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Questo articolo è stato pubblicato il 10 settembre 2012 alle ore 19:27.


BERKELEY – The United States is beset by four deficits: a fiscal deficit, a jobs deficit, a deficit in public investment, and an opportunity deficit. The budget proposals put forward by presidential candidate Mitt Romney and his running mate, Paul Ryan, could reduce the fiscal deficit, but would exacerbate the other three.

To be sure, Romney and Ryan have failed to provide specifics about how they would reduce the fiscal deficit, relying on trust me assertions. But the overarching direction of their proposals is clear: more tax cuts, disproportionately benefiting those at the top, coupled with significantly lower non-defense discretionary spending, disproportionately hurting everybody else – and weakening the economy’s growth prospects.

Despite 30 months of private-sector job growth, the US still confronts a large jobs deficit. The unemployment rate remains more than two percentage points above the normal rate (when the economy is operating near capacity). Moreover, the labor-force participation rate remains near historic lows.

More than 11 million additional jobs are needed to return the US to its pre-recession employment level. At the current pace of recovery, that is more than eight years away. In the meantime, persistent high unemployment reduces the economy’s growth potential by robbing today’s workers of skills and experience.

When weak aggregate demand causes the economy to operate far below its potential, cuts in government spending enlarge the jobs deficit. Indeed, in his recent speech in Jackson Hole, Wyoming, US Federal Reserve Chairman Ben Bernanke warned that such cuts significantly inhibit job creation.

Without revealing which programs he would reduce, Romney promises to slash federal spending by more than $500 billion in 2016, capping it at 20% of GDP thereafter. He also promises an immediate 5% cut in non-defense discretionary spending in 2013, on top of the huge cuts already scheduled to take effect. And he has ruled out additional temporary fiscal measures aimed at job creation, like President Barack Obama’s proposals for additional grants to states and additional infrastructure spending.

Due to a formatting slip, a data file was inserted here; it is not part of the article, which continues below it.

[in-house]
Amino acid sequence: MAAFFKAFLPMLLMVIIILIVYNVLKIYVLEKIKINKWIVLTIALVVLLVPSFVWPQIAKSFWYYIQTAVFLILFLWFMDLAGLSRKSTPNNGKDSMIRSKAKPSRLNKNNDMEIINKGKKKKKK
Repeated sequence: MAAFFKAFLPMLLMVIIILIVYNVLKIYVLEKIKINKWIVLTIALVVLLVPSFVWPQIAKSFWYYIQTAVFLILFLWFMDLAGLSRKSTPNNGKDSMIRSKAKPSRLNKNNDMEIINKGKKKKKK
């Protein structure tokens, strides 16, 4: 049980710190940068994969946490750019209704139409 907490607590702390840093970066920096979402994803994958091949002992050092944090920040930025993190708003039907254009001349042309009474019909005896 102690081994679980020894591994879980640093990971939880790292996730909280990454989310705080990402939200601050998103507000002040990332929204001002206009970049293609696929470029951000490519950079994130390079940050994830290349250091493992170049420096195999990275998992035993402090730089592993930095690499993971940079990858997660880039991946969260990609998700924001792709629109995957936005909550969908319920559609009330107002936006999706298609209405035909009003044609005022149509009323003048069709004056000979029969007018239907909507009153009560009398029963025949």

Romney acknowledges that large spending cuts, along with the scheduled expiration of tax cuts at the end of this year, could throw the economy back into recession in 2013. But he vows to steer the economy from the fiscal cliff by extending the tax cuts enacted under George W. Bush, doubling down with a further 20% across-the-board cut in income-tax rates and cutting the corporate rate from 35% to 25%.

With the possible exception of the extension of the Bush-era tax cuts, these changes would take considerable time to implement. Even when enacted, their near-term effects on job creation would be minimal. An across-the-board reduction in tax rates performs poorly in terms of budgetary effectiveness (the number of jobs created per dollar of foregone revenue). Payroll-tax relief and spending on programs like food stamps and unemployment compensation are much more effective.

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